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Summer Wrap-Up!
Dear Reader,

Summer is coming to a close! These balmy months inspire our characters in courageous acts of personal revolution. In Color Me In, Nevaeh Levitz connects with her Jewish heritage and claims her racial identity. In 19th century Georgia, a maid moonlights as an advice-columnist, bucking societal intolerance and working to keep her identity a secret. Frankly In Love concerns the tribulations of a second-generation Korean-American and the struggle of reconciling his world with that of his family's past. These novels address personal, social, and political challenges throughout history and show us that reflection can reveal the wisdom of the ages. How do these novels reflect our current moment?

Let us know and be sure to check out these upcoming titles!

Alex & All DIESELfolk
New Books We Love This Month
Color Me In
by Natasha Diaz
Image result for color me in natasha diaz
Nevaeh Levitz is uncertain about her identity. Half Jewish and half black, she’s always stood out at her old-money, overwhelmingly-white preparatory school in the suburbs of New York City. However, when her parents file for divorce and she moves to her maternal aunt’s house in Harlem, she’s instantly made aware of just how privileged she is just by passing as white. 

In an attempt to acquaint his daughter with her Jewish heritage, Nevaeh’s dad suddenly decides that she must have a belated Bat Mitzvah in the place of a ritzy sweet sixteen. Between learning Hebrew, putting up with her father’s nasty new girlfriend and desperately trying to fit in with both her cousins and her classmates, Nevaeh is certain that her life is going to go to hell… that is, until she discovers her mother’s high-school diary. As she gets to know her parents and family members more intimately, Nevaeh gains new insights into how prejudice and love affect those closest to her. Soon she must decide: will she lay low and fit in, or will she stand up proudly for herself and her origins?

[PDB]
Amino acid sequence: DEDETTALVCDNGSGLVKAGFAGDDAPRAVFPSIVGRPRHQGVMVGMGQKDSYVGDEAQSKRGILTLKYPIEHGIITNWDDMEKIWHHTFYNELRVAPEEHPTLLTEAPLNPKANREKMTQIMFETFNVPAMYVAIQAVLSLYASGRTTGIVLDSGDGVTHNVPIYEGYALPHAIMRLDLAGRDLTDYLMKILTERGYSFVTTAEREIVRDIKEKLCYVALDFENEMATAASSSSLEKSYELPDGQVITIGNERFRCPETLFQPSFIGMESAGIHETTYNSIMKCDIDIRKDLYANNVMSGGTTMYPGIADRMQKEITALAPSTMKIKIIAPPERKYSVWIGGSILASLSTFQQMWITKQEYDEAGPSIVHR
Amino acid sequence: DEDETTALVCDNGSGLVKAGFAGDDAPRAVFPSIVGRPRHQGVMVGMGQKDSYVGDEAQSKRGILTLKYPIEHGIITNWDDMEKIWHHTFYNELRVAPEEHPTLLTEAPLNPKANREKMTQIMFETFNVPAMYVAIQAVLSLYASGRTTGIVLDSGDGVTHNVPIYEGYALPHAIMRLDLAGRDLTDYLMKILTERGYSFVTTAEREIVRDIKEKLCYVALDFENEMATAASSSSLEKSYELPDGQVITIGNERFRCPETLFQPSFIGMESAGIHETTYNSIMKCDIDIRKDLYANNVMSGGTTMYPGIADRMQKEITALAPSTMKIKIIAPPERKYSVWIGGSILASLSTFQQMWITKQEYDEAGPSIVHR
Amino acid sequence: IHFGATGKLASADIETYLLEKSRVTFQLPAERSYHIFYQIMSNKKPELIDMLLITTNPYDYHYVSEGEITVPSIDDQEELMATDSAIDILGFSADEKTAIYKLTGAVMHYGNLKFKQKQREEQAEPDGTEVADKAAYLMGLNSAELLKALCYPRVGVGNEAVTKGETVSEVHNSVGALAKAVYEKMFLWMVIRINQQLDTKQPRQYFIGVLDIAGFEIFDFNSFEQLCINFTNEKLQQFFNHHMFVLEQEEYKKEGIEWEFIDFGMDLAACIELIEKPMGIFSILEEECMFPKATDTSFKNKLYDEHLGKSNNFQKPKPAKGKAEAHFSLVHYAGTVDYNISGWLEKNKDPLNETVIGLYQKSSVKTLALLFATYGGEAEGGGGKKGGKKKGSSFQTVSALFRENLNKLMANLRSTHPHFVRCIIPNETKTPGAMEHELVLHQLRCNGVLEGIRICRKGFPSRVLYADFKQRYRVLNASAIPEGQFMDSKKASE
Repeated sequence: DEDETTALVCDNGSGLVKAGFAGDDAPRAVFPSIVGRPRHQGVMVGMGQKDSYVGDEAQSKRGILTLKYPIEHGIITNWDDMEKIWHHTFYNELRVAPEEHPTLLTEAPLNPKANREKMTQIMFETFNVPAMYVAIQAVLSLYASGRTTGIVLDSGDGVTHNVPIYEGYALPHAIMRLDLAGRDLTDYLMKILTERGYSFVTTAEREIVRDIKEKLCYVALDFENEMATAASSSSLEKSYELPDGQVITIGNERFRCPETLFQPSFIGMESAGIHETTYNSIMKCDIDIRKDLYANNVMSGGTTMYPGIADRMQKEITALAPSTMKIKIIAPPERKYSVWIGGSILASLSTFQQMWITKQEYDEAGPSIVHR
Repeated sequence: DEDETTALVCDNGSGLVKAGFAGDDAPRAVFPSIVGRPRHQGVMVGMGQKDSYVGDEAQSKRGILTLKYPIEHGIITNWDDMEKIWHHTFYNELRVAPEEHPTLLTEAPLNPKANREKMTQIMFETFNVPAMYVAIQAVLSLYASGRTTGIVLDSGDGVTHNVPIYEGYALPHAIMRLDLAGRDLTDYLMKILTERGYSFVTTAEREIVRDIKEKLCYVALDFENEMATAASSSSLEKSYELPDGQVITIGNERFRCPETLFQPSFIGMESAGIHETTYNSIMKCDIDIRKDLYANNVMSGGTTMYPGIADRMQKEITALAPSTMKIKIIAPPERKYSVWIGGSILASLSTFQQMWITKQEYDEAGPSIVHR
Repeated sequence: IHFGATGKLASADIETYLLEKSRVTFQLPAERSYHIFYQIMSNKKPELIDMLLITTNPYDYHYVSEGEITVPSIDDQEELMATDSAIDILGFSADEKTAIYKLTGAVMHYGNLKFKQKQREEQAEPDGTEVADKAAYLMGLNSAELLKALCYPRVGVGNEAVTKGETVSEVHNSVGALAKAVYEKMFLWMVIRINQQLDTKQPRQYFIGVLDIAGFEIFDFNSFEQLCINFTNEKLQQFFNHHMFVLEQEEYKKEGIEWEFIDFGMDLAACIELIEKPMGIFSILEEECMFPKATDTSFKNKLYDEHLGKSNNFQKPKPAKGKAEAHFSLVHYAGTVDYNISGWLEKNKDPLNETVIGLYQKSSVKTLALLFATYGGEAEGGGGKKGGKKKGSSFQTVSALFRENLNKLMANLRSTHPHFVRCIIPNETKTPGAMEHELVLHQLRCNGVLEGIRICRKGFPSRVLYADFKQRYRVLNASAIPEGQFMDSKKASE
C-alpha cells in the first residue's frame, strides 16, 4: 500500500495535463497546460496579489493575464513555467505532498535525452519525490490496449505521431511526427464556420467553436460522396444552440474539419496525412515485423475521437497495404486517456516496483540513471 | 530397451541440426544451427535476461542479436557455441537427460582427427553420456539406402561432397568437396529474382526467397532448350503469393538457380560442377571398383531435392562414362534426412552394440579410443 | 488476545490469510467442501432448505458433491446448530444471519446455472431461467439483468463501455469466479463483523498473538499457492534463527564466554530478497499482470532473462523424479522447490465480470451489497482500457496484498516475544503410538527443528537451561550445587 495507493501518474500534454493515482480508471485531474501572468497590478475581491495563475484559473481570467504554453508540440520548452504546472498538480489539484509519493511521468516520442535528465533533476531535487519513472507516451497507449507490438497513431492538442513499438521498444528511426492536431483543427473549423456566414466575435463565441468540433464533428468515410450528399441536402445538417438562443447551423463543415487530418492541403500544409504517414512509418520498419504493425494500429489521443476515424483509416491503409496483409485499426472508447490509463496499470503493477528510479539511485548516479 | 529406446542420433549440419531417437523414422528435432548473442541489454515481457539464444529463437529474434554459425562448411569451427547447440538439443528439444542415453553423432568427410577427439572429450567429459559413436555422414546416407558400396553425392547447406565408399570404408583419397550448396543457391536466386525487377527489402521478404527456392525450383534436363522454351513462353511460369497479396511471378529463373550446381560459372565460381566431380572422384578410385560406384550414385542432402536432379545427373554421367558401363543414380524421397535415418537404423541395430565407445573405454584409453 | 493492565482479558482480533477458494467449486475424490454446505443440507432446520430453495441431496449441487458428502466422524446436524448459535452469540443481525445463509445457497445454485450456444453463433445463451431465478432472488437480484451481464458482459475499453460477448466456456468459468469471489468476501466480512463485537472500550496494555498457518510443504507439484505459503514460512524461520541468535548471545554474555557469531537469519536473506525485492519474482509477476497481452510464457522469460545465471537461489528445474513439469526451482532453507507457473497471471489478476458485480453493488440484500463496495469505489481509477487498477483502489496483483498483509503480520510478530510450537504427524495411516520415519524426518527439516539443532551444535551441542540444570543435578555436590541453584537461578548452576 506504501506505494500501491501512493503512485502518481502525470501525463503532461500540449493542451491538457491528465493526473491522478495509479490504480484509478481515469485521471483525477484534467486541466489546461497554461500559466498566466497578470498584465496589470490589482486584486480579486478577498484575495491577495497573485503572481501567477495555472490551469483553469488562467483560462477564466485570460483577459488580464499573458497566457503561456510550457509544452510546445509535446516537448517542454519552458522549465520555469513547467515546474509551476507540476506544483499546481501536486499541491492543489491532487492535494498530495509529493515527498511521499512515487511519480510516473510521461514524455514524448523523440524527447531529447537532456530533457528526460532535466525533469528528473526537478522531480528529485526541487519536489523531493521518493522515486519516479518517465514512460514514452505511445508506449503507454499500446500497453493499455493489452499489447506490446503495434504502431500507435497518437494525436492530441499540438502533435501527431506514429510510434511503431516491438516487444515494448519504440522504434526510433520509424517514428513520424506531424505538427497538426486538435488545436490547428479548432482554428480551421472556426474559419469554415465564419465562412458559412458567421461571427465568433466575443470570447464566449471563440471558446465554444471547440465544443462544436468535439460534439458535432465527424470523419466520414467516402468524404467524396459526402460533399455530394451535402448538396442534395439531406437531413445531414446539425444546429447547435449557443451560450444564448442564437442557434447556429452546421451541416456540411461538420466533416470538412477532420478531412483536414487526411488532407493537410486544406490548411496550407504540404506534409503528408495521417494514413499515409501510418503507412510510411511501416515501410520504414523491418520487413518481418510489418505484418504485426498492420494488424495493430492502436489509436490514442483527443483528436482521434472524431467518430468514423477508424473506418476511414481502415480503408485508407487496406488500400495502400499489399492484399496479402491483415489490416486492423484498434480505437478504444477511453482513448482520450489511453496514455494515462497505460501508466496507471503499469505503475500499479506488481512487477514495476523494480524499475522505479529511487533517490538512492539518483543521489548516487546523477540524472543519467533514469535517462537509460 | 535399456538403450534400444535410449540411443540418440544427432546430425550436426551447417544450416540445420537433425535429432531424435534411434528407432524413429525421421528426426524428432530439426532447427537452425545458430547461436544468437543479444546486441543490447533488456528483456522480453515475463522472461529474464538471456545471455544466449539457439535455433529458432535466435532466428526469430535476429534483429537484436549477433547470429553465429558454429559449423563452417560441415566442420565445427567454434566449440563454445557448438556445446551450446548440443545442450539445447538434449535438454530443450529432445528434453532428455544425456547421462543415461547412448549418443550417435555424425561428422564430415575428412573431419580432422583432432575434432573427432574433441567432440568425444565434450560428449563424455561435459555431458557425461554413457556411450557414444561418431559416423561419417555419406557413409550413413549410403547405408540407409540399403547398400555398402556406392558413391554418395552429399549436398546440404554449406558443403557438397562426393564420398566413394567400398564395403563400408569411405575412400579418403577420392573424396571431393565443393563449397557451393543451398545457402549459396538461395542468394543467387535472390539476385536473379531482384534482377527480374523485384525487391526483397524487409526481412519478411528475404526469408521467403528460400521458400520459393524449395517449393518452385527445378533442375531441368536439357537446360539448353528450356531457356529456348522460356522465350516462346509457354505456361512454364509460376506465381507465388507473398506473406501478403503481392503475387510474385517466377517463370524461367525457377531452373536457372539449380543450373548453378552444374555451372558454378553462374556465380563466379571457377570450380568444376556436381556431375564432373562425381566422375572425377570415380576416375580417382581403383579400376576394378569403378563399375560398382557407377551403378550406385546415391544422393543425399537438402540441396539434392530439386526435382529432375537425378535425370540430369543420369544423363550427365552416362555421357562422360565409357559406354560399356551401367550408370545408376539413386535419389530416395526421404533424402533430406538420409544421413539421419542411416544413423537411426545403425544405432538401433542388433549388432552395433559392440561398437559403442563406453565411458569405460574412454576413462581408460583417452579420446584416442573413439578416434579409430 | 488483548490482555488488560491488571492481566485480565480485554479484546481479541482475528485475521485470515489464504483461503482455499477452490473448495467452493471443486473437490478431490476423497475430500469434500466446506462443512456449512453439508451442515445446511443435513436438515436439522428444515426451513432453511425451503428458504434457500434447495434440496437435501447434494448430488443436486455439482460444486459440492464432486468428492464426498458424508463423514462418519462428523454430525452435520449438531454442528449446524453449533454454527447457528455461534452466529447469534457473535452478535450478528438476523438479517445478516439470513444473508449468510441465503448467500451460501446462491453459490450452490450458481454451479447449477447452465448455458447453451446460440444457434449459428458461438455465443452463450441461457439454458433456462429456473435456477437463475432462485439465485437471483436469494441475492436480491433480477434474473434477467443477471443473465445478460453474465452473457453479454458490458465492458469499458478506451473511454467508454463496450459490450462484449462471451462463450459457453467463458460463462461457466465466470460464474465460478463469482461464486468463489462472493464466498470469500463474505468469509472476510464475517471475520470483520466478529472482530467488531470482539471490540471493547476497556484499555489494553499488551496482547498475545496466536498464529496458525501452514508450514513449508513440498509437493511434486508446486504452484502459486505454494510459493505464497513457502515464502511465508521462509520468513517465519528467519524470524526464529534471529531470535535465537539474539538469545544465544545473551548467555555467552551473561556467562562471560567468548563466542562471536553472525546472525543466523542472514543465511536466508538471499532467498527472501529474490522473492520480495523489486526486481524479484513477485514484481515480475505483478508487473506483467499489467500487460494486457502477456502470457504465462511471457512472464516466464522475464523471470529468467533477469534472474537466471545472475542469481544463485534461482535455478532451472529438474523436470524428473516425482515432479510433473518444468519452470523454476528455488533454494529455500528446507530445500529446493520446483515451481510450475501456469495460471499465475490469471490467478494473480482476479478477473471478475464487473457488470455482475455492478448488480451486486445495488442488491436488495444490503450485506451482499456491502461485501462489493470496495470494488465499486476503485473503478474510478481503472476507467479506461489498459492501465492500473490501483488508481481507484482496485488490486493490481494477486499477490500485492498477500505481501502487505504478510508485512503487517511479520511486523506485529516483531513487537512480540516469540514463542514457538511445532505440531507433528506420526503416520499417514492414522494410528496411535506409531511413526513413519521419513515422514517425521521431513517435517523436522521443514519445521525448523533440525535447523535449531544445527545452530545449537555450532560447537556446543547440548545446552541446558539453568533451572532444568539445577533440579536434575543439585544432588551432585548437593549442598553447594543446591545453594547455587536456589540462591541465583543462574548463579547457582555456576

From the very first page, Nevaeh’s story is compelling. Full of warm, realistic characters, Nevaeh’s world is fleshed-out; from frazzled rabbis to cruel popular girls, the streets of New York City, both suburban and urban, come to life effortlessly alongside the novel’s engaging plot. Nevaeh herself is no exception; a wonderfully realistic teenager, her strong emotions and observational skills form a compassionate protagonist who you’re certain to root for. However, the novel’s narrative is the true star of the tale. Its exploration of racial identity, empathy, community and privilege are so beautifully intimate that it’s clear Diaz drew the story from a place close to her heart. Authentic and diverse, Color Me In is a perfect representation of today’s teens and the challenges they face.

--Paisley Kandler
The Downstairs Girl
by Stacey Lee

Image result for the downstairs girl

Jo Kuan’s life is full of secrets. Orphaned by unknown parents and secretly raised in another family’s basement, she’s been forced to dwell in the shadows all her life. Jo cannot freely express herself outside of her home either; as one of few Chinese-American girls in the largely intolerant turn-of-the-century Atlanta, opportunities are few and far between.

However, Jo has a secret of her own. To the untrained eye, she conforms to society’s expectations, working as a maid for a callous young lady… but secretly, she writes a ladies’ advice column under the alias “Miss Sweetie”, becoming a sensation overnight with her bold challenges to society’s views of race and gender equality.